STATESVILLE, N.C. — A city that once had crime rates well above the national average is seeing a dramatic turnaround.
Eyewitness News anchor Brittney Johnson spoke one-on-one with Statesville's new police chief and learned about the new strategies officers are using to clear out violent criminals for good.
"I think people are just treating each other differently," said new Statesville Chief David Addison.
Addison has been in office since February of this year. He said Statesville's on the mend.
"I think it’s gonna take a while for us to overcome that type of stereotype but Statesville is not a violent city," he said.
The chief doesn't want to jinx the city, but he's grateful and relieved to see fewer people becoming victims of crime.
Channel 9 requested new crime data and learned the city saw 65 violent crimes from January through April this year. During the same time period last year, there were 94 violent crimes.
The new numbers mean the city is on track to see a nearly 20 percent drop in overall violent crime. It saw a 25 percent decrease from 2017 to 2018, and there has not been a murder in Statesville since January of 2018, roughly a year and a half ago.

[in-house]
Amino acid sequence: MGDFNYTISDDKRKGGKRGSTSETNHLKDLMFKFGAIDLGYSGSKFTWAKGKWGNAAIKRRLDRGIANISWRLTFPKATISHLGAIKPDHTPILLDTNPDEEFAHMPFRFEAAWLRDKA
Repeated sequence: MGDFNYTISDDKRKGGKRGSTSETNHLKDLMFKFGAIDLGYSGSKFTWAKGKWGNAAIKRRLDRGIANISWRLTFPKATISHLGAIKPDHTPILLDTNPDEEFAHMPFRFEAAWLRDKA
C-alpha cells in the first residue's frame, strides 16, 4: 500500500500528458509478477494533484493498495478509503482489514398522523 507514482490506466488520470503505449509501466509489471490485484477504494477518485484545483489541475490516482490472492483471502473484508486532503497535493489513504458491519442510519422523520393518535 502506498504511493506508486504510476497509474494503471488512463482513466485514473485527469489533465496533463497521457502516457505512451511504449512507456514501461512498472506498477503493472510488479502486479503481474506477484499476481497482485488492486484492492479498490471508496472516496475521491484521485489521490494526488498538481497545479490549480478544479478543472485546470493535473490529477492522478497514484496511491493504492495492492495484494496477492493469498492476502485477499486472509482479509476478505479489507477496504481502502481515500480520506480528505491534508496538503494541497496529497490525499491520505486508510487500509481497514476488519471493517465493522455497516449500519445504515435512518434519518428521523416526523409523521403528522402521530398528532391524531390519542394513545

The chief credits his officers for strengthening community relationships and encouraging positive conflict resolution.
"You can’t teach people how to be decent to one another so understanding you can't solve everything with a firearm, you can’t solve everything with a knife or with an assault, that’s important," said Addison.
The city is also partnering with the federal government for project safe neighborhoods. Officers work to identify repeat violent offenders and charge them with federal crimes, keeping them off the streets longer.
"And giving us a chance to heal that community," Addison said.
To prevent new criminals from taking their places, officers are developing programs to help with jobs and homelessness and to learn the root problems leading people to crime.
Addison described the type of dialogue they're hoping to create with people who are arrested or known to commit crimes.
"Hey, let me talk to you for second, you've been doing this for a while, why?" he said. "If I say, 'I’m doing it because I can’t find anything to eat or I don’t have a place to stay, let me see if I can get you somewhere I can help you.'"
The chief feels the department is making good progress even though they’re down 10 officers. He’s raising pay for new recruits to attract more officers, hoping to get them on the street soon.
Statesville police are also building relationships with kids and teens. For the second year they're partnering with Cochran Church for a summer camp. They'll host activities and provide meals for 50 kids.
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